PALMER:

So some Australian businesses do pay bribes?

DAVIS:

Some of them are confronted with it, we understand the great majority of them walk away from it but in some places it is part of doing business.

PALMER:

And is it acceptable business practice in those cases?

DAVIS:

To the Australian firm it is obviously a very vexed question, I know of many companies who will stand up and walk and just leave because they don’t want a bar of it. Some of them do get dragged into it.

PEACOCK:

Treasurer your reaction, I mean when in Rome?

TREASURER:

Well two points I don’t think that it’s right to make bribes tax deductible when you put in your tax return in Australia here’s my income, tax deductions bribe to Mr X or Mr Y.

PEACOCK:

It’s a cost of doing business.

TREASURER:

I don’t think that is a necessary expenditure. The other thing about the giving of bribes is this: there are a lot of Australian companies that don’t won’t to give bribes and morally I think that they are right. They say well I won’t give a bribe and my competitor will, I am at a disadvantage and there is a lot of Australian companies that want an evening of the field with their competitors in relation to this. Now what we’ve said as a Government is as part of an international effort, if other countries as they move to outlawing bribes we will too. I think the Americans have already outlawed bribes and as part of an international effort to clean up the slate, to make sure that people get a fair go in business, it’s right to try and get rid of bribery and I think good Australian companies that don’t want to be compromised in this area will support that.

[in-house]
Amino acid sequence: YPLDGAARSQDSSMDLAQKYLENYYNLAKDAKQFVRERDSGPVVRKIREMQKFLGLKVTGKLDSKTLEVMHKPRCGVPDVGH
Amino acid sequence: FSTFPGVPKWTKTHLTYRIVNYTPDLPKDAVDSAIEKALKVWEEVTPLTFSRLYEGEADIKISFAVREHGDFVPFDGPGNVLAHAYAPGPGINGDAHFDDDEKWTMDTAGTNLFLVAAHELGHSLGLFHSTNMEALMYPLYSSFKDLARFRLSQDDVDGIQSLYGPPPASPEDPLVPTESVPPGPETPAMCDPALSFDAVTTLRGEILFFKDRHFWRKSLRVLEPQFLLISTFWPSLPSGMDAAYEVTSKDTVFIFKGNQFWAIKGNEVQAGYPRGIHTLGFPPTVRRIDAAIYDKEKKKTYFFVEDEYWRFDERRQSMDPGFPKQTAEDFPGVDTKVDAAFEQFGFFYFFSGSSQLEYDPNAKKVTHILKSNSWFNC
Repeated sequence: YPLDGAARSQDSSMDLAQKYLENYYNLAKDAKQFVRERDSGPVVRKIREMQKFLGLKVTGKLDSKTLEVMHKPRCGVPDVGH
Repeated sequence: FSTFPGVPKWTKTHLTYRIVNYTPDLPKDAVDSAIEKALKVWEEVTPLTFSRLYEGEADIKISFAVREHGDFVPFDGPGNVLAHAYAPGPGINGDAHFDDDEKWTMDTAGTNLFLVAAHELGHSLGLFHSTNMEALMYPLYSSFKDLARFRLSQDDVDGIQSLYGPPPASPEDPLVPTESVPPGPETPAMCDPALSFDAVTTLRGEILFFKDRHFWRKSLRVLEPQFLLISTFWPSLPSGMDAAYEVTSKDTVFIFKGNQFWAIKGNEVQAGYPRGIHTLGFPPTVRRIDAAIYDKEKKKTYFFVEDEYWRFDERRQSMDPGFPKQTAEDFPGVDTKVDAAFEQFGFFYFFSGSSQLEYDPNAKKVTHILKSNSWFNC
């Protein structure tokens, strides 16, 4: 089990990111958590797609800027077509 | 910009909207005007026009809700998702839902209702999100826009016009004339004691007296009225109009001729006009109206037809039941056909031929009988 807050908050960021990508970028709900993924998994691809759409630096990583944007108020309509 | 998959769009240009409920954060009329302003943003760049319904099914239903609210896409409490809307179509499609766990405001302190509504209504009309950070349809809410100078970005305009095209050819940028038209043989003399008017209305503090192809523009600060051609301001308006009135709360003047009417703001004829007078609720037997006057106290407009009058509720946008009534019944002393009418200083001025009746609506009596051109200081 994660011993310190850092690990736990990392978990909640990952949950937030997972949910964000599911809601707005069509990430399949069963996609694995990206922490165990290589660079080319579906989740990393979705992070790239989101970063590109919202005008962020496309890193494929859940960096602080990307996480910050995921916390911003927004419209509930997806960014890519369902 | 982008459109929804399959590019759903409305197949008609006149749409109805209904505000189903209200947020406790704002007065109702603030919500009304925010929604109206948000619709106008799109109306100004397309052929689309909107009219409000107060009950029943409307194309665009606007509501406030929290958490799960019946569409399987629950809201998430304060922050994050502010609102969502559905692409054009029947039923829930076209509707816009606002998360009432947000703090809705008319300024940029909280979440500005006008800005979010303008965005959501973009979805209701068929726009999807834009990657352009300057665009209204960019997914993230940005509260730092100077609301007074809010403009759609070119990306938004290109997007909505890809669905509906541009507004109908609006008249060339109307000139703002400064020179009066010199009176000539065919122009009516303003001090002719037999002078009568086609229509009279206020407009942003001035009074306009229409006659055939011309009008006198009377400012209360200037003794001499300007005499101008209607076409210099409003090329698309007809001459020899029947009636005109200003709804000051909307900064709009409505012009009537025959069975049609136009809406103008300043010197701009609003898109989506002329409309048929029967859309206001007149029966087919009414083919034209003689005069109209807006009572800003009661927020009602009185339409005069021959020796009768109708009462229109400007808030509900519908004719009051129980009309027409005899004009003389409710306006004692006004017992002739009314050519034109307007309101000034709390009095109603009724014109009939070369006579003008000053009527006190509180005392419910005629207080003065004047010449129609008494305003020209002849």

PEACOCK:

Well Treasurer back home the final question, the so called Cobar option on the docks, would you support the proposition if Patricks decided to sack all of its work force and what support would the Government give in terms of redundancies for the workers?

TREASURER:

Well two separate points. One is that any company that has a legal obligation for redundancies is expected to observe it or put in place arrangements to observe it by our Government and that is the law and that applies….

PEACOCK:

They sometimes don’t though.

TREASURER:

Well if they don’t we have that investigated by the corporate regulator which is going on in relation to Cobar at the moment. The second point is, any company in Australia, in my view, is entitled to run its business in a way which maximises benefits for its clients and if down on the Australian waterfront you can’t run an efficient and cost competitive stevedoring business, you should have the right to do that. And I think that is what Patricks want, the right to manage its business and whose interests is it in: not only Patricks and its employees long term but it’s in the interests of every Australian exporter and importer.

PEACOCK:

And will the Government help with redundancies…….?

TREASURER:

Well the Government has made it entirely clear we will support any stevedore, Patricks or any other stevedore, in its efforts to make the Australian waterfront efficient and we will expect them to be done within the law and we will expect the law to be upheld. But at the end of the day there are dual obligations here and the unions have obligations, just like the companies to ensure that they don’t strangulate Australian exporters and importers through our lifelines.

PEACOCK:

Treasurer thanks for joining AM.

TREASURER:

Thank you.

31 Mar 1998